Queen's Award for Enterprise winner Dotmatics has become a global business success from its Bishop's Stortford HQ
From humble beginnings in one of the founder's bedrooms, Dotmatics has grown into a multi-million pound business with a royal seal of approval.
Stephen Gallagher and Alastair Hill formed the company in 2005 to provide software and technology to support drug discovery and development.
And the firm, which is proud to have its headquarters in Bishop's Stortford and now also has offices in San Diego, Boston, Seoul, Tokyo and Melbourne with a worldwide staff of 175, won the prestigious Queen's Award for Enterprise in April for its phenomenal growth in international trade.
Gallagher and Hill have increased the company's global reach year on year and overseas sales have increased by 375% from £3m to £14.9m.
Exports have risen from 69% to 85% and its main markets today are the USA, Switzerland, Germany, Japan and Italy.
The directors have known each other since 2000, meeting when they worked at Merck Sharp & Dohme in Harlow. Gallagher, 46, was in IT scientific software and Alastair was in the chemistry department.
Gallagher, who grew up in Chiswick, has lived in Stortford for 19 years. He is married to Lucie and they have three boys - Charlie, 13, and Harry, 16, both attend Bishop's Stortford College while 19-year-old Sam is at Loughborough University.
Hill, who is originally from Edinburgh, moved to the town in 1998 and is married to Francesca. Their 12-year-old son Jamie is also at Bishop's Stortford College while daughter Zoe, nine, goes to Summercroft Primary School.
The pair began collaborating to integrate IT and science, with Dotmatics getting off the ground in November 2005 and they worked from Hill's bedroom for the first nine months.
Moves to offices in Hockerill and Old Thorley followed before they took up residence at The Old Monastery in Windhill in 2010.
And they have developed a unique capability allowing scientists to access all relevant data in one place and its solutions are now used by companies around the world.
"Six months after we started the company, Merck Sharp & Dohme in Harlow shut down, so there were 300 scientists there that scattered around the world and were already keen on us anyway," said Gallagher.
"That gave us an immediate market to go after as they went to their various new jobs, in biotech and pharma, and said 'I know some great software people'. It didn't happen that quickly, but we got a few deals within the first year which got us started.
"We thought we were going to aim for the small biotechs, but what we found when we started the company was no companies had good software for capturing the data that scientists work on.
"Now we're building and selling software to small companies all the way up to large pharma and large chemical companies."
Dotmatics' mission is to give scientists access to all of their data, all of the time.
It typically takes ten to 15 years and $2.6bn to bring a new drug to market, so developing technology that supports scientists in accelerating this process is a key challenge for the pharmaceutical industry.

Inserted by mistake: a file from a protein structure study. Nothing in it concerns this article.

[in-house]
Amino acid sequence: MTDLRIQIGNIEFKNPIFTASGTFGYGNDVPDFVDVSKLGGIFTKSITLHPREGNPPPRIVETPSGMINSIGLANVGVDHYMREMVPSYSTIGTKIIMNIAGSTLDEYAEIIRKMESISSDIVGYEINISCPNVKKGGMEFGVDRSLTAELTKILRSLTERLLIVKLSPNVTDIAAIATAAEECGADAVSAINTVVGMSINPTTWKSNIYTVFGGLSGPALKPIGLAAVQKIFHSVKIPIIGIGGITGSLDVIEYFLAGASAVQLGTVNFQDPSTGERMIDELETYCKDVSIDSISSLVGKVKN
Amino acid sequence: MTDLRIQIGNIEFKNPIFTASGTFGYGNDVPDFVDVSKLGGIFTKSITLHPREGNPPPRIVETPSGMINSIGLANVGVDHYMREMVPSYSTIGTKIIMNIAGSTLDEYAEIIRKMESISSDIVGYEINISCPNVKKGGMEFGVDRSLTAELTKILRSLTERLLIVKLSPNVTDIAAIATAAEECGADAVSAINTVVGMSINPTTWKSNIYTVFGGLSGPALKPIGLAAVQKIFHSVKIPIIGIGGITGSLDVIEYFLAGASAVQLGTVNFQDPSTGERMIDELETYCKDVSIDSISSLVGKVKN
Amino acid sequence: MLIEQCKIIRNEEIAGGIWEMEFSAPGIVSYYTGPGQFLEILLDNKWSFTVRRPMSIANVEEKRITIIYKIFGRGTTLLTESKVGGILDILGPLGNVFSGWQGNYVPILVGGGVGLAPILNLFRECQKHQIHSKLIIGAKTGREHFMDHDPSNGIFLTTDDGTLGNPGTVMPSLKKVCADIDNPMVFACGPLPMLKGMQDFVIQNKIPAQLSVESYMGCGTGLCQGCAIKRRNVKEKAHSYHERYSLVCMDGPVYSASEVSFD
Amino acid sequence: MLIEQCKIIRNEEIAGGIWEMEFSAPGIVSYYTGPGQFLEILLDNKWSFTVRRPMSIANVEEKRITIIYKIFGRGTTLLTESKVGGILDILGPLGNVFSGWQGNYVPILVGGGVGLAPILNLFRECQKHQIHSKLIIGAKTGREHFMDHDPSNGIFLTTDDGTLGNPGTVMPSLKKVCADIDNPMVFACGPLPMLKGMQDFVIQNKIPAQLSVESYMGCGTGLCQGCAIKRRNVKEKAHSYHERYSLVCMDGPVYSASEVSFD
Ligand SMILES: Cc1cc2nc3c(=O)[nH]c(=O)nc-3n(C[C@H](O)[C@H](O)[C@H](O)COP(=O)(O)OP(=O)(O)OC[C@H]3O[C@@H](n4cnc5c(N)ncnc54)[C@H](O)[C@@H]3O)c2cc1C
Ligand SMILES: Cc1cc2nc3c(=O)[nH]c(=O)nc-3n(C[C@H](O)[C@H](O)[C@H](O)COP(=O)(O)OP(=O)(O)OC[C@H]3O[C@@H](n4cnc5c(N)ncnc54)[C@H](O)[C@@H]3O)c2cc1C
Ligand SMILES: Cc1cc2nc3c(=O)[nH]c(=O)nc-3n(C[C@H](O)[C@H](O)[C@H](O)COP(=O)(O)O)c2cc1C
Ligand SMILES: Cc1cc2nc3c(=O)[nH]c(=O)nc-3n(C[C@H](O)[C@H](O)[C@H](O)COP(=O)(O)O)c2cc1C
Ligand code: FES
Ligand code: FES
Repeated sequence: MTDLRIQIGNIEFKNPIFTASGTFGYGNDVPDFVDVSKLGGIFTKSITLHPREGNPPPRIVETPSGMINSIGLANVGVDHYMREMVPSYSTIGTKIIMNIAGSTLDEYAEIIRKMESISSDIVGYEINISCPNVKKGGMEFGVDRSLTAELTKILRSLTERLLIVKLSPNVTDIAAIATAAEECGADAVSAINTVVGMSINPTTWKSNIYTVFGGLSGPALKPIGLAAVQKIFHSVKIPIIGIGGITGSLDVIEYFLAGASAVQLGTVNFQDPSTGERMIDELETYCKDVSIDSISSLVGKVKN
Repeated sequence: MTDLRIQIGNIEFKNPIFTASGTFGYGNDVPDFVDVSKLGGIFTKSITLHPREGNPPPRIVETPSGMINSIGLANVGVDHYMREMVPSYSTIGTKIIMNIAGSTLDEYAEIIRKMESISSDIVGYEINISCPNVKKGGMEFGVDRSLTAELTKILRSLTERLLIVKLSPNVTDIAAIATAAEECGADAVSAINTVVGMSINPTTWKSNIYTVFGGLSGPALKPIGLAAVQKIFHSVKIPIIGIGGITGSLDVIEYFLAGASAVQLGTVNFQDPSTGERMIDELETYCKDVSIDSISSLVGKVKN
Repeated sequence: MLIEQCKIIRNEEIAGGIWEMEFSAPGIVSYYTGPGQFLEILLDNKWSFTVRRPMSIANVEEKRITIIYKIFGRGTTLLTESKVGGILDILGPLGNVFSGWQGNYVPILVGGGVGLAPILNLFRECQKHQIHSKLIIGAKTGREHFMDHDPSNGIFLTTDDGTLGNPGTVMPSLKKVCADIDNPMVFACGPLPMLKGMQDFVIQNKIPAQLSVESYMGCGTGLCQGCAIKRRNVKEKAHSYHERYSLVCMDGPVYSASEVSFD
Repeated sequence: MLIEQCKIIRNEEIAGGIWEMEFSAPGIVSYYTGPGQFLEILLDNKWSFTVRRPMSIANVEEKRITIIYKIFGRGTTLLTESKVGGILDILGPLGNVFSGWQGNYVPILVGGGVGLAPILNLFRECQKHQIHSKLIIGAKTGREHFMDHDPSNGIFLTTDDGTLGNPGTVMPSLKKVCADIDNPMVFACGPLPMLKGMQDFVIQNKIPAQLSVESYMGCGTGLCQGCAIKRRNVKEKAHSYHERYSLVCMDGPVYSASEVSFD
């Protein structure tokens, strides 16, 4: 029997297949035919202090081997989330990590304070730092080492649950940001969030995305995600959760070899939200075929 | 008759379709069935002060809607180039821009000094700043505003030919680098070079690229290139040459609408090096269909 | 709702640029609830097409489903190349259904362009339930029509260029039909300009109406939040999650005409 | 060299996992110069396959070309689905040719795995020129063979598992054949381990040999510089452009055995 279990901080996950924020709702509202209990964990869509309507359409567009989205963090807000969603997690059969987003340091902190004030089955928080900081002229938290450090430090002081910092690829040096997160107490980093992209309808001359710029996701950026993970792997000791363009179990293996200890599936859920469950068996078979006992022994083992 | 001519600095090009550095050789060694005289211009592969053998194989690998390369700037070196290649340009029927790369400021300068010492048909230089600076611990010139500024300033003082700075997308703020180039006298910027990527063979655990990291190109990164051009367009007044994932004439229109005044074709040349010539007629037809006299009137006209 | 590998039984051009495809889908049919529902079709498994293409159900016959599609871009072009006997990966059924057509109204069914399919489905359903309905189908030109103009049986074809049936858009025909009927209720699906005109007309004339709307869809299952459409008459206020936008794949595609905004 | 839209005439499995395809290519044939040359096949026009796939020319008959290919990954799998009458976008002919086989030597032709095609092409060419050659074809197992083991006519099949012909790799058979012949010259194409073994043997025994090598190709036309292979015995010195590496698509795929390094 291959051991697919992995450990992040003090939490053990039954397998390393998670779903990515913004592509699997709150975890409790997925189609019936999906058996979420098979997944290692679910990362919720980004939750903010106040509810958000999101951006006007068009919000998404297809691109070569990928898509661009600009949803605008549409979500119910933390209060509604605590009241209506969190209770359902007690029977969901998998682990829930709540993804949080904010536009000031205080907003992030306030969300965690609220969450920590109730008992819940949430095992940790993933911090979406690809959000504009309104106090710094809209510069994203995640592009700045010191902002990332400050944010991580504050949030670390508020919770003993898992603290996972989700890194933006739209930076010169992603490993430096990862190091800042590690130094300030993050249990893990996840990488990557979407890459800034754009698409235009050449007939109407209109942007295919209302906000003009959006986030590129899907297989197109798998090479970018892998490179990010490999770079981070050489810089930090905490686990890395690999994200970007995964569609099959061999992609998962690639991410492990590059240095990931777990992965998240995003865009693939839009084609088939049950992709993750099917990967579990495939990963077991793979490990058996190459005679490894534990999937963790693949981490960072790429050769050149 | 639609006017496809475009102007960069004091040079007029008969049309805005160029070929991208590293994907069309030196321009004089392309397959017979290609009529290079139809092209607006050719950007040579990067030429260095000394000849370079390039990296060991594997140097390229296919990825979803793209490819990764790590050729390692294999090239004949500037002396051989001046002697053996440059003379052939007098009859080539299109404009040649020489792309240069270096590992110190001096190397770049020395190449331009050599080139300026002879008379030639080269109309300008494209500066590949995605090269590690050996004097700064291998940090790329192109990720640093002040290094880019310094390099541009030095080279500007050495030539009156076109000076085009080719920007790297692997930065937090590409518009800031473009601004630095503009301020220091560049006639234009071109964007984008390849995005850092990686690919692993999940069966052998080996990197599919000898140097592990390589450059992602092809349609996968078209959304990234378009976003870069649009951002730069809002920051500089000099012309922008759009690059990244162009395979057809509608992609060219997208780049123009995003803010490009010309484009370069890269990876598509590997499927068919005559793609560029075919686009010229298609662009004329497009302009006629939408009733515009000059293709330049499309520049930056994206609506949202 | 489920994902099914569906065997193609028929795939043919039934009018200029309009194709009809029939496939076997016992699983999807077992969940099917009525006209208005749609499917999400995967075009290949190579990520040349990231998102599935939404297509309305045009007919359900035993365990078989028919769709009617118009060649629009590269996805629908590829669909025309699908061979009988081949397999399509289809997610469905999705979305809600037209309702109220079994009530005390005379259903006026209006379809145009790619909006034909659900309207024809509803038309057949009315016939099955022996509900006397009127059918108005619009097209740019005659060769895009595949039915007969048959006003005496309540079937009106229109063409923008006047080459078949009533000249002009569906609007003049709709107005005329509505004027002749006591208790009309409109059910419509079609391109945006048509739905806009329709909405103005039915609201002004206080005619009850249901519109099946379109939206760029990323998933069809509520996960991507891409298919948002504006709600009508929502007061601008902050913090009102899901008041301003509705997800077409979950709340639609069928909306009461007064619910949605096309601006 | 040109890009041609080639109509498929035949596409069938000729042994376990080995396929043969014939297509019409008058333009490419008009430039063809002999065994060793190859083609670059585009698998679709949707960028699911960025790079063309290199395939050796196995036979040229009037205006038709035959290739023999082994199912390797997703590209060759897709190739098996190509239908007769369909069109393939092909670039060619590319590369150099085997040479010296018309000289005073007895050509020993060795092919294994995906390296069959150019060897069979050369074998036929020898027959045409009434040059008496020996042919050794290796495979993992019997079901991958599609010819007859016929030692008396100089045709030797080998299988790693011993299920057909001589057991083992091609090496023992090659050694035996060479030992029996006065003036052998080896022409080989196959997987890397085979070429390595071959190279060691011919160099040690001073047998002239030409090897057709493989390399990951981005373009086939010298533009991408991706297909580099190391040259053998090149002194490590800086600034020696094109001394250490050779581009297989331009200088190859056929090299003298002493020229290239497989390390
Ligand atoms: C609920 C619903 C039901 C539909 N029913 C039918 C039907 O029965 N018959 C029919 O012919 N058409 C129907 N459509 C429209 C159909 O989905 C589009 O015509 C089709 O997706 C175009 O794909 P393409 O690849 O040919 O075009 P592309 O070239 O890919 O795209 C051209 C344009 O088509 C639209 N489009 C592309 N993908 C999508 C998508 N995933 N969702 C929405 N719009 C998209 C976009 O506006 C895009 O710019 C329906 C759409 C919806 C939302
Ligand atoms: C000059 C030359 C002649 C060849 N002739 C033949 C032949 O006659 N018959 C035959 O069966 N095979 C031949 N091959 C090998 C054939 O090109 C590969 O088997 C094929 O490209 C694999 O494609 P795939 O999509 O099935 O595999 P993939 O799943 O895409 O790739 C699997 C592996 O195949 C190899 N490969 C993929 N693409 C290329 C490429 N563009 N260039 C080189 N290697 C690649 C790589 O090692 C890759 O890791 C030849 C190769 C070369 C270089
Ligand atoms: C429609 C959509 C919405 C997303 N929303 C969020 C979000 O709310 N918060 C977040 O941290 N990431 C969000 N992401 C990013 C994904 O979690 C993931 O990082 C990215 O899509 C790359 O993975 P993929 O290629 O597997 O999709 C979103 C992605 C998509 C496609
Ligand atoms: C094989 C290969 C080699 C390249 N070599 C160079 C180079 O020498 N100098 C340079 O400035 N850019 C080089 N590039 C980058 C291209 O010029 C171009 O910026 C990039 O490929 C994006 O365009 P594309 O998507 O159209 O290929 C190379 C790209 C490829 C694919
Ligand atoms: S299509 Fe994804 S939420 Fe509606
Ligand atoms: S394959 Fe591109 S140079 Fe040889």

"Last year the revenue was £21m and we're growing between 20% and 40% year on year," said Gallagher.
"For the Queen's Award you have to show sustained growth and it was specifically for international trade, which has grown from £3m to £15m.
"It's the most prestigious award you can get in Britain for a company so it's great to have it, not just for our visibility here in the UK but obviously American and APAC (Asia-Pacific) companies absolutely love anything related to the Royal Family. I don't think we could link it to sales, but it's certainly a feather in the cap."
Dotmatics is continuing to grow, with 20 open positions to be filled this year across all offices and disciplines including IT, admin, scientists and sales.
The company hired 70 people last year, which was a deliberate ploy to "mature" the business and take it to the next level.
"We'd grown the company organically and very well over the last 12 or 13 years. Now we're selling to large pharma and large chemical companies we need to do more to be able to sell to more of those," said Gallagher.
And Stortford has proved to be the ideal base for the firm, which also has satellite premises in Church Street.
Almost 100 of their 175 staff work in the town with many employees having moved here and brought up their families.
"It started out as being convenient as Steve and I both lived here, but it's a good location for an IT company," said Hill.
"All the things are here like road links, having London and Cambridge on the train line and Stansted Airport. You might not consider it as a kind of natural business hub and more of a commuter town, but it's actually a really good location and being close to the town is great for the staff.
"We are competing with Cambridge, but we can certainly attract staff, scientists for example from biotech companies or programmers who are prepared to come to Stortford or commute."
The company has also helped boost good causes to the tune of more than £100,000 since starting up a donation scheme in 2012.
Every month, an employee gets to choose a charity to receive a £1,000 cash boost and these have included Grove Cottage, Isabel Hospice, Talking Newspaper and Essex & Herts Air Ambulance.
And Stortford will continue to be at the heart of the thriving business as it aims for further growth in the coming years.
"A long time ago we considered having a Cambridge office, but it just doesn't make sense as Bishop's Stortford is perfect for what we need," said Gallagher.
"We'll keep aiming for that 20% to 40% growth year on year, which is obviously getting larger and larger. Everything looks very positive."